The state’s intention in reducing industrial unrest by enacting the Unfair Dismissals Act was successful. In a comparison of strikes over dismissals in the nine years before and after 1977, Murphy [1989] shows that official strikes fell by 23 per cent and unofficial strikes by 35 per cent.
    Until the enactment of the Industrial Relations Act (1990) a union had the freedom to decide to contest a disputed dismissal by collective industrial action or an individual referral under the Unfair Dismissals Act. The presence of this freedom to engage in industrial action provided some restriction on employers in arbitrarily dismissing workers. The legislation now requires that agreed procedures for dealing with individual disputes, including dismissals, have been resorted to and exhausted.
    In some cases it can be more than a year before the procedure is exhausted, and the dismissed worker has the common law duty to mitigate their loss by seeking other employment in the meantime. This time lag, and frequently the fact that the dismissed worker has secured other employment, severely curtails the possibility of any collective action from their colleagues when eventually procedures are exhausted.
    Furthermore, when we consider these cut-price dismissals as an employer’s tactic for curtailing or even eliminating union activity in the first place, Kelly [1998] has argued that the “repression of potential or actual union activists can also be critical in demobilizing workers and despite a law prohibiting [the] discipline and dismissal of employees on grounds of union activity, there is some anecdotal evidence that in industries such as hotels and catering union activists have been illegally dismissed . . .”
    Is it any wonder that Peter Cassells, as general secretary of the ICTU when the Industrial Relations Act (1990) was enacted, observed that “trade unionists don’t like dealing with the law . . . Laws which claim to protect workers may in reality restrict them” [ICTU, 1990].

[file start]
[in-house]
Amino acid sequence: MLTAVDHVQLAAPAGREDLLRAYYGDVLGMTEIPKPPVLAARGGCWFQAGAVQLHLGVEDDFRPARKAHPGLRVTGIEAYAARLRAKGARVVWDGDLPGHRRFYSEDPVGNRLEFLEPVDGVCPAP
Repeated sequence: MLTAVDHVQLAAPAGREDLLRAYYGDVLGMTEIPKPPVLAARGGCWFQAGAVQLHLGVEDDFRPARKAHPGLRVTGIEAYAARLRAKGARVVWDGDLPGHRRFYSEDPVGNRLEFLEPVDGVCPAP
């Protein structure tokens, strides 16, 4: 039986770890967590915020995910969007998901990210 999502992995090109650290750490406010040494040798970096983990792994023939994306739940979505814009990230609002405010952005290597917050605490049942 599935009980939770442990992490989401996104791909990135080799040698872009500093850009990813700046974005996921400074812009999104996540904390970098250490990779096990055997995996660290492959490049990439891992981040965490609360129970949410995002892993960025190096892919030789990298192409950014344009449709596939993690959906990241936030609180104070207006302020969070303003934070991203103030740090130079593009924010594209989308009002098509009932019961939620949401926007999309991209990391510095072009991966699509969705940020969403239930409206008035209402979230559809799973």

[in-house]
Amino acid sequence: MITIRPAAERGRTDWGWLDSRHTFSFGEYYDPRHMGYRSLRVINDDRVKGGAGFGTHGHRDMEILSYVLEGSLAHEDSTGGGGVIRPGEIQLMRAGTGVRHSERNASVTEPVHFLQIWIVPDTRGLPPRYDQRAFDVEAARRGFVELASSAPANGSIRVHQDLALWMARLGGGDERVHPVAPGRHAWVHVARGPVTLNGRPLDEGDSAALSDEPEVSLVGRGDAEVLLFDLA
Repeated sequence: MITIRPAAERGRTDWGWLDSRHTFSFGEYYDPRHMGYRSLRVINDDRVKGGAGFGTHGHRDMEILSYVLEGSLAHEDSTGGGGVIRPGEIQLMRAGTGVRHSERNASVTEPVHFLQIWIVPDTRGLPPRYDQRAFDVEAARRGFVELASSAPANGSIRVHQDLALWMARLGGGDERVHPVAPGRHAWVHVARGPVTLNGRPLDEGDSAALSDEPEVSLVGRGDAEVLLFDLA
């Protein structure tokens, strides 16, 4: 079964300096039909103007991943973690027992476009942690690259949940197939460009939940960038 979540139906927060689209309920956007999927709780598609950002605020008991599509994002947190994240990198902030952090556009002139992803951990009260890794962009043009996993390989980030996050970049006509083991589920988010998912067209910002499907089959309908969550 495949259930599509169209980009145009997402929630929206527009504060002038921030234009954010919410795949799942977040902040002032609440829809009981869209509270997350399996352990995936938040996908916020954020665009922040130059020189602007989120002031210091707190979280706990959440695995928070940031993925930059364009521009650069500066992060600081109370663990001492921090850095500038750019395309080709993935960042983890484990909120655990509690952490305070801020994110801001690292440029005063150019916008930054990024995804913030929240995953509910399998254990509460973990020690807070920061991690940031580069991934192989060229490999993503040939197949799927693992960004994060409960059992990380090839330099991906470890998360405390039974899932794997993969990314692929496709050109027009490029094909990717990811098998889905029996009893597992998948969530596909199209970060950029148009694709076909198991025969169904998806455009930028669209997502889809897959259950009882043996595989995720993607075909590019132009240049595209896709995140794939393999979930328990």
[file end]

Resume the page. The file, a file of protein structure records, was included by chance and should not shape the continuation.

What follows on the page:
Butler, N., Notes on the Unfair Dismissals Act, Dublin: UCD Press, 1998.
Dickens, L., et al., Dismissed: A Study of Unfair Dismissal and the Industrial Tribunal System, Oxford: Basil Blackwell, 1985.
Eardly, J., Bullying and Stress in the Workplace, Dublin: First Law, 2002.
Forest, H., “Political values in individual employment law,” Modern Law Review, vol. 43, no. 4 (July 1980), p. 361–380.
Irish Congress of Trade Unions, Industrial Relations Act (1990): A User’s Guide, Dublin: ICTU, 1990.
Kelly, J., Rethinking Industrial Relations: Mobilization, Collectivism and Long Waves, London: Routledge, 1998.
Lockton, D. J., Employment Law, London: Macmillan, 1996.
McIlroy, J., Trade Unions in Britain Today, Manchester: Manchester University Press, 1988.
Murphy, F. D., Foreword in C. Maguire, Trade Union Membership and the Law, Dublin: Round Hall/Sweet and Maxwell, 1999.
Murphy, T., “The impact of the Unfair Dismissals Act (1977) on workplace industrial relations” in Industrial Relations, Dublin: Department of Industrial Relations, UCD, 1989.
Murry, A., A New Labour Nightmare: The Return of the Awkward Squad, London: Verso, 2003.
Redmond, M., Dismissal Law in Ireland, Dublin: Butterworth, 1999.
Von Prondzynski, F., and McCarthy, C., Employment Law in Ireland, London: Sweet and Maxwell, 1989.

Home page  >  Publications  >  Socialist Voice  >  January 2008  >  Legislation and trade unions: A brief history (part 2)
Baile  >  Foilseacháin  >  Socialist Voice  >  Eanáir 2008  >  Legislation and trade unions: A brief history (part 2)